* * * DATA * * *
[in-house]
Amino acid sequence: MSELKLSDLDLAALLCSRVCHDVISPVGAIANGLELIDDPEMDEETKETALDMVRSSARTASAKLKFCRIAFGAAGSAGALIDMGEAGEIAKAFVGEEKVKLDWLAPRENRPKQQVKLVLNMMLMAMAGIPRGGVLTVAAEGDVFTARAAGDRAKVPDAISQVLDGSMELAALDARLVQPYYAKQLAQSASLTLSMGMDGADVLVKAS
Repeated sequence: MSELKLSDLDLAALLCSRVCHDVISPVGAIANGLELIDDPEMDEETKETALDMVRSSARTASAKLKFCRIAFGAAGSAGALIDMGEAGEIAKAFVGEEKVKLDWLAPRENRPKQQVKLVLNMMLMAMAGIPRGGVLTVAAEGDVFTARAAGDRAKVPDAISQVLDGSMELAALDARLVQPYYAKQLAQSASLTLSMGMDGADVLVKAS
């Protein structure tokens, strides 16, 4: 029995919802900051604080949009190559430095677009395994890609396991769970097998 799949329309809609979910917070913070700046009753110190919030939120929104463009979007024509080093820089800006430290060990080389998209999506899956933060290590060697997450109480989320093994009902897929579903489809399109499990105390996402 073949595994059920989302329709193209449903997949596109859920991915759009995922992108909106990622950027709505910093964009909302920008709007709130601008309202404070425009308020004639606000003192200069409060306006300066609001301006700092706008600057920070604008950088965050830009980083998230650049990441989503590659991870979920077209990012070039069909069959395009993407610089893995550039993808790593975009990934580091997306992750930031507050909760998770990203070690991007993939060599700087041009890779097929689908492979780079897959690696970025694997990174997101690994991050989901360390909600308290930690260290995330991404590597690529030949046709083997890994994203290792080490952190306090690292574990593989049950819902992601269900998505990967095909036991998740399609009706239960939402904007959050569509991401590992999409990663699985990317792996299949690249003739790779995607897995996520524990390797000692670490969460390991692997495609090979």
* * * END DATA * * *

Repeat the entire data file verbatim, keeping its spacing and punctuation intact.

[in-house]
Amino acid sequence: MSELKLSDLDLAALLCSRVCHDVISPVGAIANGLELIDDPEMDEETKETALDMVRSSARTASAKLKFCRIAFGAAGSAGALIDMGEAGEIAKAFVGEEKVKLDWLAPRENRPKQQVKLVLNMMLMAMAGIPRGGVLTVAAEGDVFTARAAGDRAKVPDAISQVLDGSMELAALDARLVQPYYAKQLAQSASLTLSMGMDGADVLVKAS
Repeated sequence: MSELKLSDLDLAALLCSRVCHDVISPVGAIANGLELIDDPEMDEETKETALDMVRSSARTASAKLKFCRIAFGAAGSAGALIDMGEAGEIAKAFVGEEKVKLDWLAPRENRPKQQVKLVLNMMLMAMAGIPRGGVLTVAAEGDVFTARAAGDRAKVPDAISQVLDGSMELAALDARLVQPYYAKQLAQSASLTLSMGMDGADVLVKAS
């Protein structure tokens, strides 16, 4: 029995919802900051604080949009190559430095677009395994890609396991769970097998 799949329309809609979910917070913070700046009753110190919030939120929104463009979007024509080093820089800006430290060990080389998209999506899956933060290590060697997450109480989320093994009902897929579903489809399109499990105390996402 073949595994059920989302329709193209449903997949596109859920991915759009995922992108909106990622950027709505910093964009909302920008709007709130601008309202404070425009308020004639606000003192200069409060306006300066609001301006700092706008600057920070604008950088965050830009980083998230650049990441989503590659991870979920077209990012070039069909069959395009993407610089893995550039993808790593975009990934580091997306992750930031507050909760998770990203070690991007993939060599700087041009890779097929689908492979780079897959690696970025694997990174997101690994991050989901360390909600308290930690260290995330991404590597690529030949046709083997890994994203290792080490952190306090690292574990593989049950819902992601269900998505990967095909036991998740399609009706239960939402904007959050569509991401590992999409990663699985990317792996299949690249003739790779995607897995996520524990390797000692670490969460390991692997495609090979």